“We’ve increased our efficiency by at least 25 percent, if not 30,” Kever said. “Between adding to the number of machines and stretching some machines (service visits) out farther so that your collects are higher when you get there, I’d say it’s 25 or 30 percent,” he said.

The hardest part for the driver was learning to use iPads for record keeping.

The pre-kitting and the dynamic routing has allowed the company to service more accounts in the same number of service visits. As a result, the company has been able to add accounts without having to add labor.

The truck inventory is now 30 percent of what it was prior to pre-kitting. The truck now services an additional 40 percent more machines – 120 machines in about 70 locations.

Dynamic scheduling has reduced average service from every 10 days to every 14 days.

“Where I gained efficiencies is not necessarily in the number of times we were stopping – it was really about being able to put more machines on one driver,” he said.

“We can move products out much faster,” he added. “It’s much easier to change product.” This is because the machine- and item-level data allows him to see how well the individual stock keeping units (SKUs) are moving.

“I have far more control of my inventory, as far as do I need to order more or less,” he said.

It used to take him six months to evaluate a product’s performance. With Parlevel’s software, he can sometimes know in 30 days if he will keep a product in the machines, he said, “because of the analytics that are available to me.”

Without the VMS, “At the very least, I would have to have my part-time (warehouse worker) working full-time,” he said. “What I spend in VMS (for the monthly subscription fee) would probably cost me twice that much in labor, at least.”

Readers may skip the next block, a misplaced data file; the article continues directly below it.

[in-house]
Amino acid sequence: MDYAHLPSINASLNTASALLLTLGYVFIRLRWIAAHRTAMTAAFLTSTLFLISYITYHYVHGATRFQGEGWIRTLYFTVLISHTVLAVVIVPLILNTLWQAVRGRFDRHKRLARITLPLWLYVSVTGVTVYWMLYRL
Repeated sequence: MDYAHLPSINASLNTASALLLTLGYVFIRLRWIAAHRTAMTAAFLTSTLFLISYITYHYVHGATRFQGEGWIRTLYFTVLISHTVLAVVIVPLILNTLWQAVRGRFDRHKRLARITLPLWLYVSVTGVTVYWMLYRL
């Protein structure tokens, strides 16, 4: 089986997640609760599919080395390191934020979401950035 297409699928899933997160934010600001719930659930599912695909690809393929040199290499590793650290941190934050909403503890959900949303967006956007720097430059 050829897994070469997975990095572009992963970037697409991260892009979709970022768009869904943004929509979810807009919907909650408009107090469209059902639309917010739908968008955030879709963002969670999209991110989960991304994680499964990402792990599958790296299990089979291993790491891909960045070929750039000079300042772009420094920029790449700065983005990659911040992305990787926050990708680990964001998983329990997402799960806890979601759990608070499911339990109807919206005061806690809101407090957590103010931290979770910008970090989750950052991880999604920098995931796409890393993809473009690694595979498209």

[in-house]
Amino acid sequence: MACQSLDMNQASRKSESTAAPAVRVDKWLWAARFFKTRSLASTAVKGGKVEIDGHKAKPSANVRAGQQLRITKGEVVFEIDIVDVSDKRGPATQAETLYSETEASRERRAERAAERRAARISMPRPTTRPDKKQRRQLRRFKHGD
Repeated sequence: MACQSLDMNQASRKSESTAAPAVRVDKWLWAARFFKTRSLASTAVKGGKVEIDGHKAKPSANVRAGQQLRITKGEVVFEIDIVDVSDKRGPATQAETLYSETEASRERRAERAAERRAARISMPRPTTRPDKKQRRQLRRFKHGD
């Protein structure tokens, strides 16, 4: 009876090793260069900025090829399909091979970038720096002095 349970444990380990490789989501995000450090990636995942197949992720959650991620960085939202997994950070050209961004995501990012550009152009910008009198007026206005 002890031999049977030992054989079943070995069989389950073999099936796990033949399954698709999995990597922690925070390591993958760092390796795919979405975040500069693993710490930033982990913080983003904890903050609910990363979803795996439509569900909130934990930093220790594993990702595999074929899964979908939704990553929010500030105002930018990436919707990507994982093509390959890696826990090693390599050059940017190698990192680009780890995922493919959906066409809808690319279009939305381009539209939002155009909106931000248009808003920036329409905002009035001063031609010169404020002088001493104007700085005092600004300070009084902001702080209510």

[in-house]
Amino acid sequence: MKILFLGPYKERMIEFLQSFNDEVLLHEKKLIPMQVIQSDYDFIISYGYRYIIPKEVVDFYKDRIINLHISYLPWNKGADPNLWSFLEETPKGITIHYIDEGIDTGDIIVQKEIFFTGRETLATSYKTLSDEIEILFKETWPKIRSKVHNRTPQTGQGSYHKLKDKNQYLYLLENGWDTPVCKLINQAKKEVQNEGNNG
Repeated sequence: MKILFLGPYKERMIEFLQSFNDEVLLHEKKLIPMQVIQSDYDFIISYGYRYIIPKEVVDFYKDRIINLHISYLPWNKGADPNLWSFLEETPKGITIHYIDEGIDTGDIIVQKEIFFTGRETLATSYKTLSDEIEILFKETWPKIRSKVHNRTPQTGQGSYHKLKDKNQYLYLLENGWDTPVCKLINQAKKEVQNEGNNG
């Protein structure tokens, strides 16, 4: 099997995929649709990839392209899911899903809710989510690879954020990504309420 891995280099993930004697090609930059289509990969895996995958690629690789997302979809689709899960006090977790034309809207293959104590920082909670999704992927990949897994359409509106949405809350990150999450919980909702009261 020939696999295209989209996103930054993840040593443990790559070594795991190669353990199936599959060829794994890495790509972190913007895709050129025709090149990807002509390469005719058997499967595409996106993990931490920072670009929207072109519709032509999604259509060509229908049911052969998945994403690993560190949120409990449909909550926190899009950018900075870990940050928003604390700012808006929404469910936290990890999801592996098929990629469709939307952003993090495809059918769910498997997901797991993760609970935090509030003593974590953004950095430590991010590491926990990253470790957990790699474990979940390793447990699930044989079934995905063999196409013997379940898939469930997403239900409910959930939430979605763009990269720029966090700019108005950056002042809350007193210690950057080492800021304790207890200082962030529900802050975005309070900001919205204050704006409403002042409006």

Dynamic Routing In A Rural Market

“The dynamic routing was beneficial,” he said. This is especially true for a company serving a rural area. “It’s very important for us because we’re very spread out,” Kever said. Locations are spread out across large distances, making service costs high in relation to revenue. Some of the accounts are 40 to 45 minutes away from the warehouse – in different directions.

For machines that are not DEX capable – which account for about a third of the company’s machines – the company forecasts machine inventory levels based on historical averages. For these machines, the company uses the average sales for 10 service visits. “It gives us a pretty good forecast so we can still pre-kit and route those stops in with our other stops,” he said.

The truck still returns to the warehouse with some product. “We’re still keeping a certain amount of inventory on it,” Kever said.